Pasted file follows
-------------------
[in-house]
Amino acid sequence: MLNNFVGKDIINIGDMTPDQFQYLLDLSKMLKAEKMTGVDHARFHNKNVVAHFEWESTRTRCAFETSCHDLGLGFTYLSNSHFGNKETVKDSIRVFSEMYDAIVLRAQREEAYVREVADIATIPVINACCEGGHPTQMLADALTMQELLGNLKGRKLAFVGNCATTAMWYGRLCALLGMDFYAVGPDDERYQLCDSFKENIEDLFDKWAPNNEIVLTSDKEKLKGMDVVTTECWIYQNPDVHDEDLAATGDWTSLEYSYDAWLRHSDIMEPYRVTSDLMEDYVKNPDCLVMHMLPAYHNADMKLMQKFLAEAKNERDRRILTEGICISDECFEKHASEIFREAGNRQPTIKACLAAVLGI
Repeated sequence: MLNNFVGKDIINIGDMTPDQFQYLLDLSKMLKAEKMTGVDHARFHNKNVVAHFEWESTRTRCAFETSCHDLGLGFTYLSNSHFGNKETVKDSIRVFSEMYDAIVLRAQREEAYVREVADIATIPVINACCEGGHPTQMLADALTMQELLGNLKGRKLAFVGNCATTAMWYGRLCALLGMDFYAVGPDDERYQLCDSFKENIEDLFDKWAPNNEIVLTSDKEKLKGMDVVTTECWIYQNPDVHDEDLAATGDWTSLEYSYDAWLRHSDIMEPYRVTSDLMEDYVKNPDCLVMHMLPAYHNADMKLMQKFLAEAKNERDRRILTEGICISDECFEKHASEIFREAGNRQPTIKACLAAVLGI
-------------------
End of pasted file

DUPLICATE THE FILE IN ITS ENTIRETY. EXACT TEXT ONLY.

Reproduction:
[in-house]
Amino acid sequence: MLNNFVGKDIINIGDMTPDQFQYLLDLSKMLKAEKMTGVDHARFHNKNVVAHFEWESTRTRCAFETSCHDLGLGFTYLSNSHFGNKETVKDSIRVFSEMYDAIVLRAQREEAYVREVADIATIPVINACCEGGHPTQMLADALTMQELLGNLKGRKLAFVGNCATTAMWYGRLCALLGMDFYAVGPDDERYQLCDSFKENIEDLFDKWAPNNEIVLTSDKEKLKGMDVVTTECWIYQNPDVHDEDLAATGDWTSLEYSYDAWLRHSDIMEPYRVTSDLMEDYVKNPDCLVMHMLPAYHNADMKLMQKFLAEAKNERDRRILTEGICISDECFEKHASEIFREAGNRQPTIKACLAAVLGI
Repeated sequence: MLNNFVGKDIINIGDMTPDQFQYLLDLSKMLKAEKMTGVDHARFHNKNVVAHFEWESTRTRCAFETSCHDLGLGFTYLSNSHFGNKETVKDSIRVFSEMYDAIVLRAQREEAYVREVADIATIPVINACCEGGHPTQMLADALTMQELLGNLKGRKLAFVGNCATTAMWYGRLCALLGMDFYAVGPDDERYQLCDSFKENIEDLFDKWAPNNEIVLTSDKEKLKGMDVVTTECWIYQNPDVHDEDLAATGDWTSLEYSYDAWLRHSDIMEPYRVTSDLMEDYVKNPDCLVMHMLPAYHNADMKLMQKFLAEAKNERDRRILTEGICISDECFEKHASEIFREAGNRQPTIKACLAAVLGI